Acclaimed author, academic, critic, film programmer, podcaster, publisher and producer Kier-La Janisse is renowned in movie circles for championing lesser-known corners of the cinematic realm - for her first feature-length documentary, screening at this weekend's IFI Horrorthon festival, she offers a chilling cinematic testimony to the old saying that, well, there's nowt so queer as folk...

Woodlands Dark And Days Bewitched explores the history of 'folk' horror, from its beginnings in a trilogy of cult UK classics - Michael Reeves' The Witchfinder General (1968), Piers Haggard's Blood on Satan's Claw (1971) and Robin Hardy's The Wicker Man (1973) to its many global descendants and a revival over the last decade via a new generation of filmmaking visionaries.

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But what exactly constitutes a folk horror film? "It's a constantly evolving thing," says Kier-La, "but what they do tend to have in common is that they're almost all set in a rural environment, they have some sort of depiction on engagement with folk customs, practices or beliefs and many of them are dealing with isolated or small communities."

Recent examples include Ben Wheatley's A Field In England and In The Earth), Robert Eggers' The Witch and, perhaps most memorably, Ari Aster's Midsommar, featuring Ireland's very own Jack Reynor. "There's a lot of ambiguity in a lot of the best folk horror films," she says. "It's never exactly clear who the bad guy is. Or whose side the film is on."

Midsommar - a new folk horror classic?

"I don't even know if it can be described as a revival," Kier says "as it wasn't even called 'folk horror' back in the 70s - this is the first wave of films that are deliberately folk horror. A lot of the newer films were initially from the UK, but I think when Midsommar came out was when the concept of folk horror finally broke through to the mainstream, and audiences wanted to find more films that fit into that mold. It's been a thing for maybe a decade, but it's really catching on - to the point that people like my dad have heard of folk horror."

Ben Wheatley's In The Earth offered folk horror for the pandemic age

Featuring over 200 films and over 50 interviewees, what began as an assignment to create a half-hour featurette to accompany a new DVD and Blu-Ray of Blood On Satan's Claw expanded into a three-hour plus magnum opus. "My first rough cut was longer than the film itself, so my boss (she works with production and distribution company Severin Films, who produced Woodlands Dark And Days Bewitched) said go ahead. It wasn't as if I had a vocation to be a filmmaker - that was never my plan - or a mission to make a film about folk horror. I always think of myself as a writer, or a programmer, someone who's sharing other people's films. I guess making a documentary about films is just another way to do that."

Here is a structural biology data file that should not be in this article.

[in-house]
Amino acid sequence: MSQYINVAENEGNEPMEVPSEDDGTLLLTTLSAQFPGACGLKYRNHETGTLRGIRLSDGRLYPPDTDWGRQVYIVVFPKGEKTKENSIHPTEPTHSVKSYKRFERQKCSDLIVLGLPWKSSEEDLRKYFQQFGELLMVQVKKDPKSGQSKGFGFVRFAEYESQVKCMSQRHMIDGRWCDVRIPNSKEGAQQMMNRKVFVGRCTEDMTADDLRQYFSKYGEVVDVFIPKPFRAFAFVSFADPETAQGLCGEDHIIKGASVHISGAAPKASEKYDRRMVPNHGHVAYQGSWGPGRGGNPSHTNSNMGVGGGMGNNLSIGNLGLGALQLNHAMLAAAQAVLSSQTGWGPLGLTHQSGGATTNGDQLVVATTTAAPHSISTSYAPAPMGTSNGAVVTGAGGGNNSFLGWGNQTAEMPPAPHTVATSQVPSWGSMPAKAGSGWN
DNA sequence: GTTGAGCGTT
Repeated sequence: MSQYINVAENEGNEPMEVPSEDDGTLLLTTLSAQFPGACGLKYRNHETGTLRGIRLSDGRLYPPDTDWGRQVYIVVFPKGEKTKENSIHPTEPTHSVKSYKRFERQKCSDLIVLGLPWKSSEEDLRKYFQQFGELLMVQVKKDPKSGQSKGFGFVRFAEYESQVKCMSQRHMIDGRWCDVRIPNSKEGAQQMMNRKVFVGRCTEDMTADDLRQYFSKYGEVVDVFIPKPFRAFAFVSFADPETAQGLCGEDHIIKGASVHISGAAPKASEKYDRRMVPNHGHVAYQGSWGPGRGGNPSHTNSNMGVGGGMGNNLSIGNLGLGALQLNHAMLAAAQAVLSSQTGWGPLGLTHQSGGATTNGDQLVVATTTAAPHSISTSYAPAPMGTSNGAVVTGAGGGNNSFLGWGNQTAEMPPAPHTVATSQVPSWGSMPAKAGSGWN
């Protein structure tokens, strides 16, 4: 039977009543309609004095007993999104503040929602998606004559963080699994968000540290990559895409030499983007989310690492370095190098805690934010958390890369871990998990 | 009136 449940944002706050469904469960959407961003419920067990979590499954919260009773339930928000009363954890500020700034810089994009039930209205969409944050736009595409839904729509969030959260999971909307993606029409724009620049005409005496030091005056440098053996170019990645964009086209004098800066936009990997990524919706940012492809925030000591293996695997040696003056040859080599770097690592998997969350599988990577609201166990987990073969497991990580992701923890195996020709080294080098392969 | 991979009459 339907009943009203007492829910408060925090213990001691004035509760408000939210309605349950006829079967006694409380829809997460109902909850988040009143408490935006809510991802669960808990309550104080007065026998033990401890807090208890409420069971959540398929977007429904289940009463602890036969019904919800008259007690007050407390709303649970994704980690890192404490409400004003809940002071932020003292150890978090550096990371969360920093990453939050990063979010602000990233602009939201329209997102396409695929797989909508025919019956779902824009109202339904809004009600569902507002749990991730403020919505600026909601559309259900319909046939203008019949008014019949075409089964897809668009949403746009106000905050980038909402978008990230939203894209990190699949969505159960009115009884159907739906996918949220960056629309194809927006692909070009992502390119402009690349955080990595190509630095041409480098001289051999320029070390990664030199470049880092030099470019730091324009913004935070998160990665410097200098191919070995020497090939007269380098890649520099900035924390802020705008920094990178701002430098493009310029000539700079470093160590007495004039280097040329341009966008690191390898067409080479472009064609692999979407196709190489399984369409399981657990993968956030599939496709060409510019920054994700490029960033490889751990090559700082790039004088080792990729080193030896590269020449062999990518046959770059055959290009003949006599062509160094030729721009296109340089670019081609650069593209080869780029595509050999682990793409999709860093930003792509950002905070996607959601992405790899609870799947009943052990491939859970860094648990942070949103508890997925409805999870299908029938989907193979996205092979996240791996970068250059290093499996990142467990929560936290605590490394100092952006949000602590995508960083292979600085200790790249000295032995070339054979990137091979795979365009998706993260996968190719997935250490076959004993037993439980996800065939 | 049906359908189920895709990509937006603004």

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For its creator, the roots of the project go back decades, and to one folk horror classic in particular. "The Wicker Man was probably the first film I made a film pilgrimage to the locations for," she says, "which is something I like to do. It was the first time |I travelled across the world to see the locations for a film. It was an important film for me as a teenager, and one that was in my blood long before I pitched this project."

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It's not an accident that the folk horror movie is having a moment - Ben Wheatley's phantasmagorical In The Earth, released earlier this year, vividly brought the concept into the pandemic age.

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Watch: Kier-La Janisse interviews filmmaker Ben Wheatley

"I feel like there's a real interest in folk culture right now because of the pandemic, says Janisse, "people want to simplify and investigate life outside of the city and learn how to be more self-sufficient in some ways, and more community orientated in others - and that's got a lot to do with why these films have crossed over as much as they have. The state of the world right now has allowed people to really engage with them. It was already a growing thing, but in the last two years especially it really has been part of an overall reemergence of earth-based practices and personal daily rituals, the stuff people are doing to create alternate support systems for themselves, because the world is collapsing around us (laughs).

She's joking. Possibly. But there's definitely something in the woods...

Woodlands Dark And Days Bewitched screens at this year's IFI Horrorthon festival, which runs from October 22nd - 25th, and is also available is view on demand via IFI@Home - find out more here.